I suggested a while ago that we could do with some shelves
at the bottom of our caravan as the arrangement of the table
just meant that everything got piled up at that end. Ian had
a brain wave as he looked at how to tackle the problem and
found by turning the table round we had much more space.
My many ponderings often revolve around economics and economic models. I know riveting you might think, but if there is going to be a change in our societies we have to detox ourselves from the toxic effects of the capitalist society. No I'm not about to expound on communist philosophies, that doesn't work either. The question that revolves around my brain is what kind of economy is God interested in? How do we value what should be valued and stop putting a £/$ or € sign against everything to try and determine its value. I know that sometimes if you charge a small amount of money then people may take more care over what they do or how they respect the event or item, but if you try and give something away they may take that as a cue that it is of no value.

Ian has also installed a plug socket into the toilet, so he can
put the fan heater in there. It will be a blessing in those
rather chilly days.
This hasn't always been the case and is still not true in some cultures. In some cultures a gift is important, not because of its monetary value but because of the significance of the gift. So if I lend or give someone an item, how do I communicate that the item is important and should be cared for, not because of the item's worth but because I have done this as a gift? We somehow have to build trust and respect that doesn't revolve around money in order to free ourselves from dealing in issues from a monetary mindset. Oh the thoughts that revolve around my head. Feel free to add your own and for anyone who has ever lived in what some would call a hippy commune then tell us why that community is either flourishing or died a death, we need to learn from such examples, examples of people daring to challenge the norms of how society functions.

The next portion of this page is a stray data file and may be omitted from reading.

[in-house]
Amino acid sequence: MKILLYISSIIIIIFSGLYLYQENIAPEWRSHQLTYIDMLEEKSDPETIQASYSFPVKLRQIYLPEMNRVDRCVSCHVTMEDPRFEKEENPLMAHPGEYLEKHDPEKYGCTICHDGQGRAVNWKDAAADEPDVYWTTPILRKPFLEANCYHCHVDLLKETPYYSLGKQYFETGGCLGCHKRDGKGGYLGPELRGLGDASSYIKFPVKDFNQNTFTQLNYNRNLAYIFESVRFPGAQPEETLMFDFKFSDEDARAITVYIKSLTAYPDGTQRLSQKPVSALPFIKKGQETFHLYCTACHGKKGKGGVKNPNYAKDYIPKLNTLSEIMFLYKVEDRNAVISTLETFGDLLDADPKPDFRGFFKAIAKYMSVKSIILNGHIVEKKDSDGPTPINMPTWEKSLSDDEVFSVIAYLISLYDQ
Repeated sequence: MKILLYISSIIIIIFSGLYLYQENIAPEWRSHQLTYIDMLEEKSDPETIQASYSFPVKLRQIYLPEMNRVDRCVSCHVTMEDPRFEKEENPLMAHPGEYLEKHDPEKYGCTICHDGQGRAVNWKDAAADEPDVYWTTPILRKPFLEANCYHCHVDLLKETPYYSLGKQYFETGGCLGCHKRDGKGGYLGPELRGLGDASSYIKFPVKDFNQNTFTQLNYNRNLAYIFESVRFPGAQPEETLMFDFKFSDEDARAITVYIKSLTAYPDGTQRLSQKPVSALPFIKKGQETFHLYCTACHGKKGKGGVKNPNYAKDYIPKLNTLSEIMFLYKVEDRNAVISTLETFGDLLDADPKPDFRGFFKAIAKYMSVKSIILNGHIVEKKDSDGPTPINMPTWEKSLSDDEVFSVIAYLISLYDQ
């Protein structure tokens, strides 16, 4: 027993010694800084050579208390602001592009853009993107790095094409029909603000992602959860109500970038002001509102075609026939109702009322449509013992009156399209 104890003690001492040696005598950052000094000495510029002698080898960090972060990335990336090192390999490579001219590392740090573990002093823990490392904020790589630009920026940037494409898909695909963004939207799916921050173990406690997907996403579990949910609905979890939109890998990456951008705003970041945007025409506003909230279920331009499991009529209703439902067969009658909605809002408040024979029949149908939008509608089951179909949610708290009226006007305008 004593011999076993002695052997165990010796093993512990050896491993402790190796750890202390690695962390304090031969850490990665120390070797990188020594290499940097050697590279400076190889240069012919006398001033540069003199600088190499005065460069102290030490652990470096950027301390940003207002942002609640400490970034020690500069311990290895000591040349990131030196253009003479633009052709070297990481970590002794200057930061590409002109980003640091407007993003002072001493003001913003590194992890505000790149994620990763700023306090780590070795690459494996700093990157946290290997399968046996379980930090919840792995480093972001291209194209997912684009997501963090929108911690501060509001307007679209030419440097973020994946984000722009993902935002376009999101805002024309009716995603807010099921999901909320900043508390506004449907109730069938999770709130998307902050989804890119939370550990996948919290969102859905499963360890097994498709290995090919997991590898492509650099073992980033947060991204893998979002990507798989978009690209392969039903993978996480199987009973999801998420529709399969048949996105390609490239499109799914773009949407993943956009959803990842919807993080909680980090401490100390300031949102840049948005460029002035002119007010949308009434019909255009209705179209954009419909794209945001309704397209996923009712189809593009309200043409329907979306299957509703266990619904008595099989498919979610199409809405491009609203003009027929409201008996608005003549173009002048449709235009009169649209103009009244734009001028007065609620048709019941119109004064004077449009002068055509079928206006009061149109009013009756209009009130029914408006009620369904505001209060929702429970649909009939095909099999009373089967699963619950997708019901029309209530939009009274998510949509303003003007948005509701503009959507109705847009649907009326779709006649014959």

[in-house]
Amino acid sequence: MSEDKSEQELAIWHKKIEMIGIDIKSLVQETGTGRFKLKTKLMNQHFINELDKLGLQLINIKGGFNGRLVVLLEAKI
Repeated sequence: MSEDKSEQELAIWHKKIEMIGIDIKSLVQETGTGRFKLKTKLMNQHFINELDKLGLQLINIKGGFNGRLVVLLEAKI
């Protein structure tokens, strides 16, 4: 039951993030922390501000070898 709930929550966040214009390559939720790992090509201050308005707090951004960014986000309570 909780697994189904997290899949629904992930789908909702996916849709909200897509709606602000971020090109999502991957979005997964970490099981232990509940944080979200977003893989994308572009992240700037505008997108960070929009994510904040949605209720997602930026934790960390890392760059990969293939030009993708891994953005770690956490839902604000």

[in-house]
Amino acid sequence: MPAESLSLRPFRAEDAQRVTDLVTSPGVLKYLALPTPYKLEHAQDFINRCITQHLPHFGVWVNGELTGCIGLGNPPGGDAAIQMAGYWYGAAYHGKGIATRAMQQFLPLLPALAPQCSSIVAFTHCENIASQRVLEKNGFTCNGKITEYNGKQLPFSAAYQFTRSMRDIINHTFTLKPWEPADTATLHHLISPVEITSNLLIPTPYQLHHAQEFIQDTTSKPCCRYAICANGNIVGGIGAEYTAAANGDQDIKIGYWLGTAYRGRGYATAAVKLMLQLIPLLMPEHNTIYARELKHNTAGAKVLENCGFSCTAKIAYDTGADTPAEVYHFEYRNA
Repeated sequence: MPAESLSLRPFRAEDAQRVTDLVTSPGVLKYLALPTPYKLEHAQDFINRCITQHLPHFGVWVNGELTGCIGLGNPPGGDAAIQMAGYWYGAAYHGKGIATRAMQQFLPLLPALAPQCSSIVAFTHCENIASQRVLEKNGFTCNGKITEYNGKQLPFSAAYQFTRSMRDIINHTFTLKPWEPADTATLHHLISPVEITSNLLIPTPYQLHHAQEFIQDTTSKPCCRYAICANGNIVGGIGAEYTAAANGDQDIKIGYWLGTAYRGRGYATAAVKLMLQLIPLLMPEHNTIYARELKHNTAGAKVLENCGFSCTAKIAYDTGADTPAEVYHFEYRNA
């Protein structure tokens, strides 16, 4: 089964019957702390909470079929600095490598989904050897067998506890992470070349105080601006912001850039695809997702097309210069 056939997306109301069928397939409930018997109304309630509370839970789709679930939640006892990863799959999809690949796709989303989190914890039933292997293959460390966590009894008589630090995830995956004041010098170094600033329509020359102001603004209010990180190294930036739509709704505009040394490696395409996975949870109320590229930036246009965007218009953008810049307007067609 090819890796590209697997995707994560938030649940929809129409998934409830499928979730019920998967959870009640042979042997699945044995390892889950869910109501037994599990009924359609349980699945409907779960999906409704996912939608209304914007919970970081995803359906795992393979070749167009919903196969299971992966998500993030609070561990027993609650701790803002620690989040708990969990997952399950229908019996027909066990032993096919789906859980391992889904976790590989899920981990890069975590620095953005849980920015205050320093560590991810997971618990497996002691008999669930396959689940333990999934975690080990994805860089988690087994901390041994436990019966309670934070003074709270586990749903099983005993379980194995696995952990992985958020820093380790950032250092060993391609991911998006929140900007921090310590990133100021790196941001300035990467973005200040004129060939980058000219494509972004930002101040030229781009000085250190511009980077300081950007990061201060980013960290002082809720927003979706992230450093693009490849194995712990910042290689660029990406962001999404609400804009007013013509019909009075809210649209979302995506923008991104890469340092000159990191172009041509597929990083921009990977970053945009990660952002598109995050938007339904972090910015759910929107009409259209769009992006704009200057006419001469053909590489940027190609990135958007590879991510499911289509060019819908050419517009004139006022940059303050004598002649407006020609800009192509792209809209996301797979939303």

What everyone has in their living room,
don't they? These are sunflower seeds
drying. Unfortunately they were getting
damp and mouldy in the greenhouse
and barn and so needed dealing with
before we lost them
This last week saw the Saiema (Latvian Government) adopt a new law that means that when someone loses a house through a bank loan they can hand back the keys and the bank cannot chase them forever and a day. As far as I understand they have a similar policy in America, but it is not so popular in Europe. Some people argue that it leads to irresponsible borrowing. I find it interesting though that banks don't like American type policies when it doesn't suit them. I also do not see why people who were lent the money irresponsibly in the first place, should be hounded by banks. Their lending practices have been pretty appalling and shameful for banks especially from the Nordic countries. I am not sure justice and fairness play much part in their thinking to be honest. There are now different ways of raising funds that means people do not have to rely on banks as much as they did and so it will be interesting to see where all that goes.